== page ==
If not using fresh ginger, you can add 1 tsp. dry ginger at this point.  Add about ½ tsp. of salt (taste as you go so you can get the seasoning right for you), ½ tsp. black pepper, ½ tsp. ground coriander, ¼ tsp. ground allspice, 1 T. dried or fresh chopped parsley, and 1 tsp. rubbed poultry seasoning.  (I grow and dry my own herbs, so instead of poultry seasoning, I use about a teaspoon of dried, crumbled sage, and a half-teaspoon of dried thyme.  If there’s no snow in the garden, I substitute fresh herbs, but I’m careful with fresh sage. It’s a strong flavor.)  Taste and add more salt and pepper or other seasonings as necessary.  If you like more heat, you can add a little crushed red pepper flake.  I like the different layers of heat in this soup from the fresh jalapeno, ginger, and black and red pepper.

As soon as soup is hot and bubbling like lava, add about ½ cup half & half.  Reheat almost to boiling and serve. (Do not boil after adding the half & half because the cream will separate. It still tastes fine, but it doesn’t look as pretty.)

For serving:  I like to add a dollop of plain, low-fat, homemade yogurt (sour cream is also good) to the middle of my bowl and sprinkle it with about a tablespoon of roasted, salted sunflower seeds. Then when I eat it, I get a little yogurt and sunflower seeds in my spoon along with the soup.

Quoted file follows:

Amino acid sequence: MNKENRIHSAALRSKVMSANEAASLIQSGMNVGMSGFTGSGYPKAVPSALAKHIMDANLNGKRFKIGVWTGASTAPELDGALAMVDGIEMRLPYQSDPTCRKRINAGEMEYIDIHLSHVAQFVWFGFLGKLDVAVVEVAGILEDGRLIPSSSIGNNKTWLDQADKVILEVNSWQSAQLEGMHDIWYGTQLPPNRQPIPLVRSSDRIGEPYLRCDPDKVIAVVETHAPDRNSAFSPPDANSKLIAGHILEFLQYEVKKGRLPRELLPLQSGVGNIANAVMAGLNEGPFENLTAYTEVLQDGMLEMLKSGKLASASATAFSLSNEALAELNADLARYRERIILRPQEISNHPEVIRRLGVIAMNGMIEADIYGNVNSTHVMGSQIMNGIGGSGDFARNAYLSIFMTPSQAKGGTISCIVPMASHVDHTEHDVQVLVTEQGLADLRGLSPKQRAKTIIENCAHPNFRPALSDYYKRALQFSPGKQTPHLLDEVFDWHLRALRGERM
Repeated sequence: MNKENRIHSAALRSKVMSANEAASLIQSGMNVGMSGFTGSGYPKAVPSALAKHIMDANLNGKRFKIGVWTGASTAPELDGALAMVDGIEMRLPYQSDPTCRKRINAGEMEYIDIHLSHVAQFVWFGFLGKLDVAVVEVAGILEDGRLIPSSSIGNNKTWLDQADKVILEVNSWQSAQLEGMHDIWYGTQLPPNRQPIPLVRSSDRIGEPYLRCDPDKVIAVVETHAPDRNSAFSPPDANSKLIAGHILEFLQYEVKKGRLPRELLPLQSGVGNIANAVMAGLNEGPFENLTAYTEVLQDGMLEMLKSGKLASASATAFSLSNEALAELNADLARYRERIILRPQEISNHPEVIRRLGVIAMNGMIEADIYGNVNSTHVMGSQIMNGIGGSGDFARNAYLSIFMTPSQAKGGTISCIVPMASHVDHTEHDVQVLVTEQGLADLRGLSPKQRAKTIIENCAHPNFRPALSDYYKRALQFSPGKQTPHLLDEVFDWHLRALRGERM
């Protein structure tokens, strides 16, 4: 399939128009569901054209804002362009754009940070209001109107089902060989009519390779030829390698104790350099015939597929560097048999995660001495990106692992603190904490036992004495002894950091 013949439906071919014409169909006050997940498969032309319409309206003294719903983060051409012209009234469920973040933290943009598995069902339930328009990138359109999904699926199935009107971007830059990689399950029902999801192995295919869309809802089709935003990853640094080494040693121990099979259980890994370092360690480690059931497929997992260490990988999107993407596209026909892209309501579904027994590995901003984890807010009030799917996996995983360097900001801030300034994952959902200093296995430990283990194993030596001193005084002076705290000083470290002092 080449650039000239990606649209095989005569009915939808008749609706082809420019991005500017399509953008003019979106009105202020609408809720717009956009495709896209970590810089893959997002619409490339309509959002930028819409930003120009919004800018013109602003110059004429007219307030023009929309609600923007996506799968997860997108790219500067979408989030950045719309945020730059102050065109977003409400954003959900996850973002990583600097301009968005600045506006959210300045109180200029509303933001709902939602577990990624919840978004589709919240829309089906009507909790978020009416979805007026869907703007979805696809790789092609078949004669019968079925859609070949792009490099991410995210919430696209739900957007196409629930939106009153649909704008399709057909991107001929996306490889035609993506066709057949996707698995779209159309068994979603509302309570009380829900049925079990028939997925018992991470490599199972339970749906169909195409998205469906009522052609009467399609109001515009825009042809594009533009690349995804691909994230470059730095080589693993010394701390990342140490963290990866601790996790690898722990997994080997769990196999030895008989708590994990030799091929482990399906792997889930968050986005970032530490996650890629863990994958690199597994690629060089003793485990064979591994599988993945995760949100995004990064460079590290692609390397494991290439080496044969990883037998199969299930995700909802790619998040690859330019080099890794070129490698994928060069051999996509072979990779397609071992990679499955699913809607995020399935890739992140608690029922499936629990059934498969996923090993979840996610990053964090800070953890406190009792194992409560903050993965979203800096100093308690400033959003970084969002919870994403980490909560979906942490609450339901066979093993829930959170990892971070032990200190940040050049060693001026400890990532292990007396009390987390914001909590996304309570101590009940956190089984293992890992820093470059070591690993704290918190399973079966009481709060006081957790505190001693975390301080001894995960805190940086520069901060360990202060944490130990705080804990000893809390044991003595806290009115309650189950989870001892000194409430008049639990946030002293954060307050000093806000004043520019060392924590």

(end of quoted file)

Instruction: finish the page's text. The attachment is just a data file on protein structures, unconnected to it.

This is a very filling (and nutritious) soup, and you can make it relatively low-fat by using low-fat chicken stock, coconut, olive or canola oil instead of butter, fat-free half & half instead of regular, and low-fat or non-fat yogurt or sour cream in the topping.

Because I grow my own pie pumpkins and winter squash, and have learned how to store them all winter, I have a plentiful and tasty supply of Vitamin A through the winter and into spring.  I hope I’ve inspired you to try it for yourself.

All original text, photographs, and the pumpkin/winter squash soup recipe are copyrighted and may not be copied or reproduced without the author’s permission. 

Advertisements
Standard

3 thoughts on “Pumpkin/Winter Squash Soup

  1. Pingback: Thanksgiving Dishes | Garden, Forest, Field

  2. Pingback: Save the Pumpkins | Garden, Forest, Field

  3. Pingback: Saving Seeds | Garden, Forest, Field

Leave a Reply

Fill in your details below or click an icon to log in:

WordPress.com Logo

You are commenting using your WordPress.com account. Log Out / Change )

Twitter picture

You are commenting using your Twitter account. Log Out / Change )

Facebook photo

You are commenting using your Facebook account. Log Out / Change )

Google+ photo

You are commenting using your Google+ account. Log Out / Change )

Connecting to %s